Anyways, I scored 87%, not bad considering what I just had been through, my fellow canditate on my right who kept making strange bodily sounds and the fella on my left who kept talking to god.

Well, the academic experience of that was:
1. UML, design patterns, Messaging and Internatinalization are shamefully simple - kinda devalues the whole thing. These are free points.
2. EJB and container are a huge part of the test, but dont bother with lower level details -- they dont ask that. What they do ask what happens if? what approach should you take if architecture is such and such? should you go with session or entity if you want to do ... say transactions?
If you know concepts its a walk in the park.
3. Security. Dont bother with web security -- encription, digests, blah blah...concentrate on java security -- signing jars, what goes into certificates, keystores, etc.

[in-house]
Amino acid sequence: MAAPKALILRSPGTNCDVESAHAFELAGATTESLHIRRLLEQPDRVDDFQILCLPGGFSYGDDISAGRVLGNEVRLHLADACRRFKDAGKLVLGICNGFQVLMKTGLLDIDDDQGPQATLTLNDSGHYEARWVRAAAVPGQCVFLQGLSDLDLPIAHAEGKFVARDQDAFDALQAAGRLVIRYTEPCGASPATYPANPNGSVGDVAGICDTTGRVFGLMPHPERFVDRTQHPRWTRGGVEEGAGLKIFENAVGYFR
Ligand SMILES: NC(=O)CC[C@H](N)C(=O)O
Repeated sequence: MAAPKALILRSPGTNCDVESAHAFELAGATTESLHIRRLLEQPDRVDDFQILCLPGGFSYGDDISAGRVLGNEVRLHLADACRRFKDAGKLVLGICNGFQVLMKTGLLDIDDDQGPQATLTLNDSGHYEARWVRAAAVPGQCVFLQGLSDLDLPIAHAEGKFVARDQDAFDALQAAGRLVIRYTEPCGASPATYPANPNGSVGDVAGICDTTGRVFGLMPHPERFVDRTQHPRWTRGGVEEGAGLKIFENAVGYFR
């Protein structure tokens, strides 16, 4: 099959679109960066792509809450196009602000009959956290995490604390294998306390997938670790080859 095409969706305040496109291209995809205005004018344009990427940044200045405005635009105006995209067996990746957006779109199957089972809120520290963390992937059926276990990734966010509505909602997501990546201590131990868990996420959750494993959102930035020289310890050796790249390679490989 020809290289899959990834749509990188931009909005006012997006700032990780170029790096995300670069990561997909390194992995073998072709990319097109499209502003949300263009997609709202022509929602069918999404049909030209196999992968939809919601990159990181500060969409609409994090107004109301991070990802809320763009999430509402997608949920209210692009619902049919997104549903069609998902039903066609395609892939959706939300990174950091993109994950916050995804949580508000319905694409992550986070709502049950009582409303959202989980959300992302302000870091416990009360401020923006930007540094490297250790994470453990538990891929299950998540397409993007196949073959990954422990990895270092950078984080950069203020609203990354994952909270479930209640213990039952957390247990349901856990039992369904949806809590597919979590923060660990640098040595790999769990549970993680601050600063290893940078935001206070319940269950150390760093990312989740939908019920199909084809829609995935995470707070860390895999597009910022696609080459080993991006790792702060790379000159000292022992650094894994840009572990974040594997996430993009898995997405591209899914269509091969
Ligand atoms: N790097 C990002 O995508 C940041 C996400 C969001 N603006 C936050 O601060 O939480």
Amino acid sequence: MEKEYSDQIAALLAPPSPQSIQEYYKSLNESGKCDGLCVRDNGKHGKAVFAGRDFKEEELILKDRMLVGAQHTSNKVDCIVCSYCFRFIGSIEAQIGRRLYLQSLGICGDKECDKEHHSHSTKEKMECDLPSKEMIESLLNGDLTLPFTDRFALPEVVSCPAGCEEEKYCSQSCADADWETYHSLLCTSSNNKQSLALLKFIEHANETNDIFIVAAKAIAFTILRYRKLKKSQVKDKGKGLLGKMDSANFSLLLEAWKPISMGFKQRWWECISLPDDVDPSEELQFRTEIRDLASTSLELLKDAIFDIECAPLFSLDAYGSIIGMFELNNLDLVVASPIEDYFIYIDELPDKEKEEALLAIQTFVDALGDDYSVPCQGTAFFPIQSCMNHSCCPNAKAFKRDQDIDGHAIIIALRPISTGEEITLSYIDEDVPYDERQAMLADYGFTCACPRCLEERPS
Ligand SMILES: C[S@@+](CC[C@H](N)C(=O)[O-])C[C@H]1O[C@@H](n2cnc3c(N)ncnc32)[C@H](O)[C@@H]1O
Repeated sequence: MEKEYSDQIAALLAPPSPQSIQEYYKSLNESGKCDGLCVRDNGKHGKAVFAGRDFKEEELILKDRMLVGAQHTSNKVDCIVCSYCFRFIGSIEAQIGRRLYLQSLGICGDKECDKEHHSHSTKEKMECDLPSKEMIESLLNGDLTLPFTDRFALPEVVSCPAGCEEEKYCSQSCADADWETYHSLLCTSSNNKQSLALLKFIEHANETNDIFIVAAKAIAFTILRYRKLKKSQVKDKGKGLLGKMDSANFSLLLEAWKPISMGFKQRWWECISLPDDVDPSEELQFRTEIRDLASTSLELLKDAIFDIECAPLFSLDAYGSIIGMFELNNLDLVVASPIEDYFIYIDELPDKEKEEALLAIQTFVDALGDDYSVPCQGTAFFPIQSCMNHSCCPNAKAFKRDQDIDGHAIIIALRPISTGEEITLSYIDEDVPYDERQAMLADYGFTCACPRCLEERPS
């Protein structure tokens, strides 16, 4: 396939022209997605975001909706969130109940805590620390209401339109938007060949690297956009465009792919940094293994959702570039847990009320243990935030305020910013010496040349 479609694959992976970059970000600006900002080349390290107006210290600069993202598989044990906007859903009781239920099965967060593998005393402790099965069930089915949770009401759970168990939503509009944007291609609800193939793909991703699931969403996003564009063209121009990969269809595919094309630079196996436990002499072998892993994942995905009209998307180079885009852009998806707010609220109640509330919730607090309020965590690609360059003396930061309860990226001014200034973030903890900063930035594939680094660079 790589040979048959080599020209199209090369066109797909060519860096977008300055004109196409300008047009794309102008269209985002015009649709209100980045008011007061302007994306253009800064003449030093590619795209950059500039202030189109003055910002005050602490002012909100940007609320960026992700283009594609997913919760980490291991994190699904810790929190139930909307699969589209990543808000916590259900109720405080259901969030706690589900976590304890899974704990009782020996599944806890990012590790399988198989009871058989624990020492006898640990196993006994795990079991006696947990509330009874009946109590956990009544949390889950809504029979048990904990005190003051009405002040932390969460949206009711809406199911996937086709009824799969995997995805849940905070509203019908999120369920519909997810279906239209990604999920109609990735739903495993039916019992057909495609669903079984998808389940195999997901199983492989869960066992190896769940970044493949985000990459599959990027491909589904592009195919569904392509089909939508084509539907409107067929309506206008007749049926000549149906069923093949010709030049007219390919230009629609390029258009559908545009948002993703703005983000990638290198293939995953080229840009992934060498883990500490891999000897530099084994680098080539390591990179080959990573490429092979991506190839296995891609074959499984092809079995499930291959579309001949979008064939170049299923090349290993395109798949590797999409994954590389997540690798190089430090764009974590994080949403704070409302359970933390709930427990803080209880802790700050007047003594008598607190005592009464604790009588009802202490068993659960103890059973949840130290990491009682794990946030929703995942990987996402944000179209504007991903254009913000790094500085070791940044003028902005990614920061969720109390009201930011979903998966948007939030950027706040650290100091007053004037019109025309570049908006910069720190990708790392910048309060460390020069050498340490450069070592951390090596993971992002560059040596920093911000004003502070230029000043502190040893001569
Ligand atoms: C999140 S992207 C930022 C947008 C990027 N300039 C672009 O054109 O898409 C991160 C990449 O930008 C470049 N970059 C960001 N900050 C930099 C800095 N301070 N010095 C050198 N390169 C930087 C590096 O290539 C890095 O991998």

4. Legacy connectivity. I will not render advice here , scored only 66%.
5. Protocols, Common architectures, Applicability of J2EE together feel like 60-70% of the exam. They give you real life problem and you have to pick the right solutions. The questions are large -- its takes a lot of writing to explain a scenario. Wording could be misinterpreted.
Took me a full hour to comlete it.
The entire exam isn't difficult, but not too trivial either.
I also have to say Sun's J2EE Arch. guide book kinda sucks. It's a good summary of what you need to know, but that knowledge is insufficient and highly generalized, especially design patterns -- a great example of how not explain the material. Buy it only if you are a highly paid cosultant and $40 is pocket change for you.